Shapiro v. AT & T Mobility, LLC, Case №2:19-cv-8972 (C.D. Cal. filed October 17, 2019)[NMR/SDP]
SIM swapping is a problem that many in crypto have unfortunately had to face, some multiple times. If you’re at all prominent in the space — and even if you’re not — your phone number is liable to be SIM swapped (ported from your device to another.) This particular case doesn’t necessarily involve someone well known on “crypto twitter”, but it does involve the alleged theft of $1.8 million of money including crypto.
A large number of SIM swap cases have been resolved in private arbitration, in part because of arbitration clauses that mobile carriers include in their user agreements. This case is one a few that have been publicly filed, and the allegations are alarming — including a claim that AT&T insiders were deeply involved in what sounds like a devastating SIM swapping scheme.
The plaintiff is Seth Shapiro, a resident of California. The Complaint says that Mr. Shapiro is a “a two-time Emmy Award-winning media and technology expert, author, and adjunct professor at the University of Southern California School of Cinematic Arts.” He also was, at the relevant times for the lawsuit, a subscriber of AT&T. AT&T “is the second largest wireless carrier in the United States, with more than 153 million subscribers, earning $71 billion in total operating revenues in 2017 and $71 billion in 2018.”
The gist of the case is that Shapiro alleges AT&T failed to protect his account from a SIM swap that resulted in a major loss of cryptocurrency. What specifically happened? According to the complaint:
On at least four occasions between May 16, 2018 and May 18, 2019, AT&T employees obtained unauthorized access to Mr. Shapiro’s AT&T wireless account, viewed his confidential and proprietary personal information, and transferred control over Mr. Shapiro’s AT&T wireless number from Mr. Shapiro’s phone to a phone controlled by third-party hackers in exchange for money.
As if the preceding allegations weren’t bad enough, the end result was:
The hackers then utilized their control over Mr. Shapiro’s AT&T wireless number — including control secured through cooperation with AT&T employees — to access his personal and digital finance accounts and steal more than $1.8 million from Mr. Shapiro.
Even worse, the scheme allegedly involved AT&T employees working on the inside with outside hackers. And, unsurprisingly, there are chat logs:
At the end of the chat, a group member brags that they “made 1.3 [million]” and they begin plotting about how to route the stolen cryptocurrency through various accounts and currencies in order to cover their trail. They also brag about plans to “buy some Gucci” or a “dream car” with the money they stole from Mr. Shapiro.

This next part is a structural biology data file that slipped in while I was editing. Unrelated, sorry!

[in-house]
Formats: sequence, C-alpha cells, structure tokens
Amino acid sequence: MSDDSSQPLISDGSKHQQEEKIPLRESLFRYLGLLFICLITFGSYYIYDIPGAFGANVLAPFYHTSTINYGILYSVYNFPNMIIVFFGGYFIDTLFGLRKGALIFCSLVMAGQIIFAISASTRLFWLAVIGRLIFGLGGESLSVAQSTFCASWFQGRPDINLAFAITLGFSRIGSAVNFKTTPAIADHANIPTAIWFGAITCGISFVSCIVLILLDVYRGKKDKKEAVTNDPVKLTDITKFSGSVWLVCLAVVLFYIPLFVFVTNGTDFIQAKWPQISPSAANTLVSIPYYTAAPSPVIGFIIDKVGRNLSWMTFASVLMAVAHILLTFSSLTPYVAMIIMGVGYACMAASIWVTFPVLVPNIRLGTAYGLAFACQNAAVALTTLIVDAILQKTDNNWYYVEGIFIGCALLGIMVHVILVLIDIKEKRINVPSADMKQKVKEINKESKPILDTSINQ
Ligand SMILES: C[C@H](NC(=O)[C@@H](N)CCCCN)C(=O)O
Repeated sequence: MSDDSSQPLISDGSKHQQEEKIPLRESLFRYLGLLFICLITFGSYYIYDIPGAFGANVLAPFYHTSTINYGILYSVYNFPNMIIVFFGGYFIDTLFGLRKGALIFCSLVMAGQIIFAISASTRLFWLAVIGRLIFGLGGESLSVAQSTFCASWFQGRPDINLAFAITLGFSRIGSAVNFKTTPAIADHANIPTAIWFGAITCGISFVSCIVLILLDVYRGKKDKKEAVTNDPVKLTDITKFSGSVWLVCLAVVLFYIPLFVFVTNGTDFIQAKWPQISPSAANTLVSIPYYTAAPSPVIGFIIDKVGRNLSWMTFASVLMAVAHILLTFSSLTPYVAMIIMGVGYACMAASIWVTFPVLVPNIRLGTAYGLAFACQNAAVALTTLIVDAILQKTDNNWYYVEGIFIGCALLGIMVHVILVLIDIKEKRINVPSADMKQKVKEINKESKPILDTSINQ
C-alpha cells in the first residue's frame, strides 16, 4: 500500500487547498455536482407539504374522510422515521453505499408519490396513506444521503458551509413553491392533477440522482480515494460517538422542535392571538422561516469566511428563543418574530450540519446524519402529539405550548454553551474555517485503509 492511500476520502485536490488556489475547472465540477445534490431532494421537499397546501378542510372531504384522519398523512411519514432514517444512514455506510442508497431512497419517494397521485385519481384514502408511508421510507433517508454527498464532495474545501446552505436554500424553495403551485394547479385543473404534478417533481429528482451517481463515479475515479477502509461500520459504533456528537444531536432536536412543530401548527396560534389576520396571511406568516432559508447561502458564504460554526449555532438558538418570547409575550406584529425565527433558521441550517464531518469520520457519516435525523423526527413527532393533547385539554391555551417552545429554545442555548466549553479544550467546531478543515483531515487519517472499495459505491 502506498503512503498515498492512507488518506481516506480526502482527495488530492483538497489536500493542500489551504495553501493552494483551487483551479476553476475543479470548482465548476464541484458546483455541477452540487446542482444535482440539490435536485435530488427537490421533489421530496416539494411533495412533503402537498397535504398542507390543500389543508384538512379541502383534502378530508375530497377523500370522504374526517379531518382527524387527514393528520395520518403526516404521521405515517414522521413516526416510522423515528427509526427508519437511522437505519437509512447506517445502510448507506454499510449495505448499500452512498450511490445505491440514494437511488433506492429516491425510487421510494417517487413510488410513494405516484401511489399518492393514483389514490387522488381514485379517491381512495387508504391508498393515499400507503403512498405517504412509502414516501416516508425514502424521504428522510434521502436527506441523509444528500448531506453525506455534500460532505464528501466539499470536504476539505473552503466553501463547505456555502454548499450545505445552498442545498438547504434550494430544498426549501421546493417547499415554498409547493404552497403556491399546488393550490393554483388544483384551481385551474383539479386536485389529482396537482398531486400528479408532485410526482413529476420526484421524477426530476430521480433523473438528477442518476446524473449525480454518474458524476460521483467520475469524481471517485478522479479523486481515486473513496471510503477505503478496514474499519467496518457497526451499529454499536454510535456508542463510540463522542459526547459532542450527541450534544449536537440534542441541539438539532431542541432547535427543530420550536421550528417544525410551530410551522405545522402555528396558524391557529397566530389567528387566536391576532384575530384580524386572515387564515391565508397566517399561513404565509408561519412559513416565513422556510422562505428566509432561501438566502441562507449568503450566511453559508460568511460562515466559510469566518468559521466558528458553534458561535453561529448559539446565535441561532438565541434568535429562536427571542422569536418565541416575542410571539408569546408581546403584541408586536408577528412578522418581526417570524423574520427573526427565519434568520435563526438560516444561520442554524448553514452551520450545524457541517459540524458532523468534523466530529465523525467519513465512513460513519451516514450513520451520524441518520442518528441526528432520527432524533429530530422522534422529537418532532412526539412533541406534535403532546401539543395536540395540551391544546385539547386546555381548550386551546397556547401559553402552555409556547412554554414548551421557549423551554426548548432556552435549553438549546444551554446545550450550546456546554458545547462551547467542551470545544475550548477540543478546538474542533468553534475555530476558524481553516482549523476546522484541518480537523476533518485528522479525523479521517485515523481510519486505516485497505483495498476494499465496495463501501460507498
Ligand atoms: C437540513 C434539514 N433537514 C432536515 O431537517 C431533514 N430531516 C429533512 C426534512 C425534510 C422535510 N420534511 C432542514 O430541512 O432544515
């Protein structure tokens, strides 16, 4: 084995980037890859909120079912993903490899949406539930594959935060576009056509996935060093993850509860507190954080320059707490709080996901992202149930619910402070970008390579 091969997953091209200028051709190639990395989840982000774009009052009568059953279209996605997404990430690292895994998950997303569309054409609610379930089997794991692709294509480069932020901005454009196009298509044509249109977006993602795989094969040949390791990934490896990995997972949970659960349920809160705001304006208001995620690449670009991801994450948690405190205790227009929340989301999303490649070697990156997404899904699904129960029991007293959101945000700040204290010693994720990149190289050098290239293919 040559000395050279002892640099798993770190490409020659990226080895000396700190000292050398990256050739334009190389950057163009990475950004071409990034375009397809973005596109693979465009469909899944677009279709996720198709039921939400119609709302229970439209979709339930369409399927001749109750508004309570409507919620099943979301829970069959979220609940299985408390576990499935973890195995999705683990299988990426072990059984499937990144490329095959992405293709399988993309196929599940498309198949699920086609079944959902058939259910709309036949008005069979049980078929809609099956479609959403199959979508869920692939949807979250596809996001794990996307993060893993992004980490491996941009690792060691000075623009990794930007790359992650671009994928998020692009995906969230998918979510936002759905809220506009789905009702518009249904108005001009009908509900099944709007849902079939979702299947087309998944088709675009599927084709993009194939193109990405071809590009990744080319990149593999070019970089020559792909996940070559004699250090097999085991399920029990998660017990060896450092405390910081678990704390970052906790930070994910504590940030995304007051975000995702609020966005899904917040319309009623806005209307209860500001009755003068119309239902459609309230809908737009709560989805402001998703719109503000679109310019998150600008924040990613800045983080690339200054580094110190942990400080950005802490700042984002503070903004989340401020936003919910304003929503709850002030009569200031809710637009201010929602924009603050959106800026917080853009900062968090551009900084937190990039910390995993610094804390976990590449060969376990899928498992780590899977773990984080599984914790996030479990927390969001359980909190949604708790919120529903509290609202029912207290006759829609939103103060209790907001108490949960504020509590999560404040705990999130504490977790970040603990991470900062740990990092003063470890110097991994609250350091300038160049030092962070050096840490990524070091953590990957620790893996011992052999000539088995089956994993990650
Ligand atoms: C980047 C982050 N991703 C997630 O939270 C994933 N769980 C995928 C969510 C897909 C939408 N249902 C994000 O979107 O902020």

Apparently, Mr. Shapiro was in fact SIM-swapped multiple times, and all of his personal information was taken along with access to other accounts such as Google, and Evernote. Furthermore, Mr. Shapiro’s family was impacted, and he was threatened. It sounds awful. Despite this, after each incident, AT&T allegedly said they followed proper procedures and alerted necessary authorities, but as the complaint states, “Mr. Shapiro’s trust in AT&T was misplaced.”
So, What is Shapiro actually suing for; in other words, what is the cause of action?
One header in the lawsuit summarizes the nature of the action: “AT&T’s Repeated Failures to Protect Mr. Shapiro’s Account from Unauthorized Access Are a Violation of Federal Law.” The argument alleges that AT&T is fully aware that the information they hold in trust for their subscribers is highly sensitive and extremely valuable. Mr. Shapiro is arguing that AT&T knows this to be the case, yet the company has failed in a variety of ways to take the necessary steps to protect their subscriber’s information.
Specifically, Shapiro has alleged violations of federal and state laws, in addition to common law torts. This includes (1) an alleged violation of the Federal Communications act for allegedly failing to protect confidentiality of his account information, (2) an alleged violation of the California state unfair business practices statute, (3) an alleged violation of the California state constitution’s right to privacy, (4) two negligence claims, (5) an alleged violation of California Consumer’s Legal Remedies Act and (6) a violation of the Federal Consumer Fraud and Abuse Act. He seeks actual and punitive damages and injunctive relief.
These statutory claims are creative. They may be a tactic to try to get around AT&T’s arbitration agreement in its terms of service. The allegations in the complaint, if true, are really awful and seem calculated to give a court good reason to let these claims be litigated openly.
At the same time, it is somewhat inexplicable that the plaintiff maintained his service with AT&T after multiple hacks, as so many other alleged victims also fail to do. Additionally, he apparently didn’t switch from using his phone for two-factor authentication to apps or change to a new phone number. Those facts may or may not be relevant. We don’t know.
Anyway, this is obviously a suit between two highly motivated parties. Mr. Shapiro has apparently been through the wringer. AT&T definitely doesn’t want to lose this high profile case given the recent prevalence of the SIM swap + cryptocurrency theft problem. The company will likely face nasty PR and further questions about its employee oversight and practices if the allegations in the lawsuit prove to be true.
And it would be extremely problematic for AT&T if a court said its customers had a constitutional right of privacy that a telco could violate by allowing unauthorized account transfer.
This is an extremely interesting complaint, it is well crafted, and it is one that we will be watching closely.